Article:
Hospital bosses 'sorry' for long wait for treatment at King’s Mill and Mansfield hospitals

More patients joined the waiting list for routine treatment at Sherwood Forest Hospitals NHS Trust in September, figures show.

Thursday, 18th November 2021, 2:33 pm
Updated Thursday, 18th November 2021, 2:34 pm

The King's Fund health think tank warned the NHS is ‘on its knees’, as the number of people waiting to start treatment across England reached another record high.

NHS England figures show 38,623 patients were waiting for non-urgent elective operations or treatment at Sherwood Forest Hospitals NHS Trust – which runs Mansfield Community, Newark and Sutton’s King’s Mill hospitals – at the end of September, up from 37,834 at the end of August.

This was also 11 per cent more than in September 2020, when there were 34,692 patients on the waiting list.

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King's Mill Hospital, Sutton.

The median waiting time from referral to treatment was 10 weeks in September, compared with 10 weeks a year previously.

Nationally, 5.8 million people were waiting to start treatment at the end of September – the highest number since records began in August 2007, and the 12th successive record high.

Of them, 12,491 had been waiting longer than two years – more than four times the 2,722 patients waiting this long in April.

Deborah Ward, fund senior analyst, said: “Today’s stats reveal the worst performance since current records began for ambulance calls, A&Es and waits for planned hospital care.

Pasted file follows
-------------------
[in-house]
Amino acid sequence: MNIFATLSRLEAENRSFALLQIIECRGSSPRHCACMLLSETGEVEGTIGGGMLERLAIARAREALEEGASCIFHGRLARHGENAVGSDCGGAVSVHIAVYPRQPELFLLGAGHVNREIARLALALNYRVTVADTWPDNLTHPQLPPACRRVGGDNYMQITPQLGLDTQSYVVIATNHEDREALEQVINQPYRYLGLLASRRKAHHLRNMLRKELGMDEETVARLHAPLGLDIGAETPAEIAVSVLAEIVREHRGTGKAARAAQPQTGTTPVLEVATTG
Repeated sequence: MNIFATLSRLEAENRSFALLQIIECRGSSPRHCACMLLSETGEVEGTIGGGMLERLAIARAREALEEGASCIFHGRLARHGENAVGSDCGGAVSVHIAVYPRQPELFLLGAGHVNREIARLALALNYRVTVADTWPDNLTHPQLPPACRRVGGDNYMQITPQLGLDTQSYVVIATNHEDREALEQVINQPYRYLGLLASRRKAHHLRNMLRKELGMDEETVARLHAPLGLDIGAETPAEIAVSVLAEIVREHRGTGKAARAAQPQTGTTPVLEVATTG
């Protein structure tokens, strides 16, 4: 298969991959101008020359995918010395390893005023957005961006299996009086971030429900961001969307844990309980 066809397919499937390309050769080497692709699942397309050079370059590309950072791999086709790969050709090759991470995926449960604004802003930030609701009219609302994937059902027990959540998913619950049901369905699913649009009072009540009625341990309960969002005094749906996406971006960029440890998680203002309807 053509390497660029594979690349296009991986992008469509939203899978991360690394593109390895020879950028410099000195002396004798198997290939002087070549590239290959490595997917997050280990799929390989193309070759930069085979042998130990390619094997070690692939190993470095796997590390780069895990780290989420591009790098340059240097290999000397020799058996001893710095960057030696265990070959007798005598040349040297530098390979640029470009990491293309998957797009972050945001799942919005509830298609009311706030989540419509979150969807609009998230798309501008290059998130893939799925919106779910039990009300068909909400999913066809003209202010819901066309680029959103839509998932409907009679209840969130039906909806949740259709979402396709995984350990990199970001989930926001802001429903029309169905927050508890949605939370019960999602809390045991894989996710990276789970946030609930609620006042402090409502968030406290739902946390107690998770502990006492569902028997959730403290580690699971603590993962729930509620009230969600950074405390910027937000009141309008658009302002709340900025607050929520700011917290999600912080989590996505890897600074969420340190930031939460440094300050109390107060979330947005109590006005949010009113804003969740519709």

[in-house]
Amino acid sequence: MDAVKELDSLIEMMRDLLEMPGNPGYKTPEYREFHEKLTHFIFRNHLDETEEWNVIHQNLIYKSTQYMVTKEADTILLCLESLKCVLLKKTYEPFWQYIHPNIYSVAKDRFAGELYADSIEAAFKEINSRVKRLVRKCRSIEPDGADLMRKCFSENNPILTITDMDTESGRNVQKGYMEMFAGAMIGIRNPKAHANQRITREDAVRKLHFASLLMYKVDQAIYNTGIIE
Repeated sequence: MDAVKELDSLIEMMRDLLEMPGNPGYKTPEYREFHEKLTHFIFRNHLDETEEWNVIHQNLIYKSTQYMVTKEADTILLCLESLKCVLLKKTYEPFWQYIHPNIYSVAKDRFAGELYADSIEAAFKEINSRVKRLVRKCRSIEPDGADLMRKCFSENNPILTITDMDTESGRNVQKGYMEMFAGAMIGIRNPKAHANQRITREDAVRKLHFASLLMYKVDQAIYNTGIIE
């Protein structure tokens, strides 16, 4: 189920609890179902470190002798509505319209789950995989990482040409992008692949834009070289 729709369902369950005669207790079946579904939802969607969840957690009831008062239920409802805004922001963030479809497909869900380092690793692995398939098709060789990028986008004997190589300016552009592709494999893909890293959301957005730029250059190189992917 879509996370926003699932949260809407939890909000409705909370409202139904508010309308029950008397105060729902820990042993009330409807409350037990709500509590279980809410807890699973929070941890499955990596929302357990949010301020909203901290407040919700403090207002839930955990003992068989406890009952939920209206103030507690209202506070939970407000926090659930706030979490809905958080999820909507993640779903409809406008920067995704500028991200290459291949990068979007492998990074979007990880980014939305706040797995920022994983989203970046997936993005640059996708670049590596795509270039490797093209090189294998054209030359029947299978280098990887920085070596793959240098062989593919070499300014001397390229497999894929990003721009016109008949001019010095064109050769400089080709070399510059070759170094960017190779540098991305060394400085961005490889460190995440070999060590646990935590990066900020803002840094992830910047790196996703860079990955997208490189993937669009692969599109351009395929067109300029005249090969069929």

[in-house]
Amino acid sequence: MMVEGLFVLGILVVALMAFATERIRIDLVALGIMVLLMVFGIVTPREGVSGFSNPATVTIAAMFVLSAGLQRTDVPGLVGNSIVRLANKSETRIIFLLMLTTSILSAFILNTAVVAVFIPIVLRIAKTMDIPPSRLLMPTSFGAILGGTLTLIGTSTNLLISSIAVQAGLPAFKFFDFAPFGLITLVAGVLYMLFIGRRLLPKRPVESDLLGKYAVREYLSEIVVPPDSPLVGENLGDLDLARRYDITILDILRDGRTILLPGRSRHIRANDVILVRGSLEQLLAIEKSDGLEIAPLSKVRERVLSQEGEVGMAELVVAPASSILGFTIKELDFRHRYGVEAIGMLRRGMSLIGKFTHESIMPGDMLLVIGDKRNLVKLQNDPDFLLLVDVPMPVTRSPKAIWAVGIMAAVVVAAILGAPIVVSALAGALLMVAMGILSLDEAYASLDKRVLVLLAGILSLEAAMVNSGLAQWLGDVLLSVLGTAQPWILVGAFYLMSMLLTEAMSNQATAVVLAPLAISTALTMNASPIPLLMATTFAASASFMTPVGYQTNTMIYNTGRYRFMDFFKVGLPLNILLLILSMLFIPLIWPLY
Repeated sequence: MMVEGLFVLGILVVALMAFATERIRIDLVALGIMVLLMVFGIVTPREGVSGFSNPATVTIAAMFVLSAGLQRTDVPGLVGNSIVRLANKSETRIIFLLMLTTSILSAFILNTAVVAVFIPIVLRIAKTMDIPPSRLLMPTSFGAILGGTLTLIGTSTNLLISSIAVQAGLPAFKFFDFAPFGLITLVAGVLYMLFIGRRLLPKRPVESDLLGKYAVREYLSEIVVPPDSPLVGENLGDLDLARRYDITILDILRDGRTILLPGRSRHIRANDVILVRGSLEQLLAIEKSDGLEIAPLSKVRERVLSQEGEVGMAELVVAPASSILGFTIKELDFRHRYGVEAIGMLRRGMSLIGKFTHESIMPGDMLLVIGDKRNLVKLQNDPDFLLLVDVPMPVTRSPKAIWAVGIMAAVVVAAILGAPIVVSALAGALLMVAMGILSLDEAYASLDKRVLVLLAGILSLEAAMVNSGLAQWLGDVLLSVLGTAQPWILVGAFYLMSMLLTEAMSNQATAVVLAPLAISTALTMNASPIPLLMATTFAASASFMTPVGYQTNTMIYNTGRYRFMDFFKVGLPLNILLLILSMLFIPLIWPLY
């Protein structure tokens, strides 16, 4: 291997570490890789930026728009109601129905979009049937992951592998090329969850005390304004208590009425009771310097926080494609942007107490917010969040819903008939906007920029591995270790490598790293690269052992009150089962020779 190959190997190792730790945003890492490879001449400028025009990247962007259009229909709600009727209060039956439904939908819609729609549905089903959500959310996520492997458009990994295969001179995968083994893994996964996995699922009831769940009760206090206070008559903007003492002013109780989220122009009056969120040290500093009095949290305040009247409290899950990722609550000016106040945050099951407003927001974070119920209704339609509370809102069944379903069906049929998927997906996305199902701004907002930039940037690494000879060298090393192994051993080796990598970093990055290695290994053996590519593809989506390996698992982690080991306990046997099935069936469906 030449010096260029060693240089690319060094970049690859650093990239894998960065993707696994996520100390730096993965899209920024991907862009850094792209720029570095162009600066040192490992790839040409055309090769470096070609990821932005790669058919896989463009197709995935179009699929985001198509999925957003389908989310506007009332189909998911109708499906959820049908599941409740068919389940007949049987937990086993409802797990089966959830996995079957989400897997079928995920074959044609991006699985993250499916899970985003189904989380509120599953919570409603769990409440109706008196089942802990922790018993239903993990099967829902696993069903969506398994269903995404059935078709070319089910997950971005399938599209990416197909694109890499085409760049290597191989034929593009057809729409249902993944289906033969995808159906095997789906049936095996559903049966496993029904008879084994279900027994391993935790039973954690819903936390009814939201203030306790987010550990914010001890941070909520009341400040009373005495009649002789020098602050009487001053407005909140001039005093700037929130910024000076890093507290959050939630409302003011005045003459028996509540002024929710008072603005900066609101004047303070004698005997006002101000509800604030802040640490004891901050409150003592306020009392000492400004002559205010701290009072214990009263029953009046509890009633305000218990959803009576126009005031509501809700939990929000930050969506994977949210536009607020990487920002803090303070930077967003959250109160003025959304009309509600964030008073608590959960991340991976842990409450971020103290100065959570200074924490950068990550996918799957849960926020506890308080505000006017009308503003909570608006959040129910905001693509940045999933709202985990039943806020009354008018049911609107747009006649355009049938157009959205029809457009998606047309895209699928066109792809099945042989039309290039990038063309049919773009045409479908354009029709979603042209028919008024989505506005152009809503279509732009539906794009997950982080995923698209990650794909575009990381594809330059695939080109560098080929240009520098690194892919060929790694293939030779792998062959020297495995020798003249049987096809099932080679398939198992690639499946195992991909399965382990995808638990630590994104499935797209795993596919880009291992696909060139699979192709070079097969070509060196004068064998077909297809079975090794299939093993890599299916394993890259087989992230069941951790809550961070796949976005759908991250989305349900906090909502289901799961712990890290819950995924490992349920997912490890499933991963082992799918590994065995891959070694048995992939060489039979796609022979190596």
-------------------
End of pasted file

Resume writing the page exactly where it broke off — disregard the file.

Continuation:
Helen Hendley, Sherwood Forest Hospitals NHS Trust deputy chief operating officer.

“In a normal year, any one of these would ring alarm bells; taken together before winter has even begun, they suggest a health system running hot for such a sustained period while still dealing with Covid-19, it is now on its knees.”

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Test

Separate figures show 1.4 million patients in England were waiting for a key diagnostic test in September – the highest number since records began in January 2006.

At SFH, 10,554 patients were waiting for one of 15 standard tests, such as a scan, ultrasound or gastroscopy at this time.

Of them, 2,113, or 20 per cent, had been waiting for at least six weeks.

Helen Hendley, trust deputy chief operating officer, said: “Like all NHS providers, our waiting lists have inevitably grown over the course of the pandemic and it will take some time for them to reduce.

“We know how worrying and frustrating this can be for our patients and are sorry they have had to wait longer than we would have liked.

“We have a robust winter plan in place which ensures we will continue to see and treat elective patients and carry out diagnostic tests throughout winter. Part of the plan includes maximising the potential of all three hospital sites.

“It’s our aim to ensure patients get the right treatment, in a timely manner and are cared for in a way we would want for any members of our own family.

“Despite being very busy, we also continue to deliver good performance for our ambulance hand-over times and wait times in our emergency and urgent care departments.

“This year we have expanded our same-day emergency care unit at King’s Mill, which enables us to treat patients who can then return home rather than be admitted to a hospital bed.

“Since earlier this year, the service has doubled the number of patients treated, which has helped us manage our capacity for those that need it the most.

“We are doing everything we possibly can to treat our patients in a timely and safe way.”

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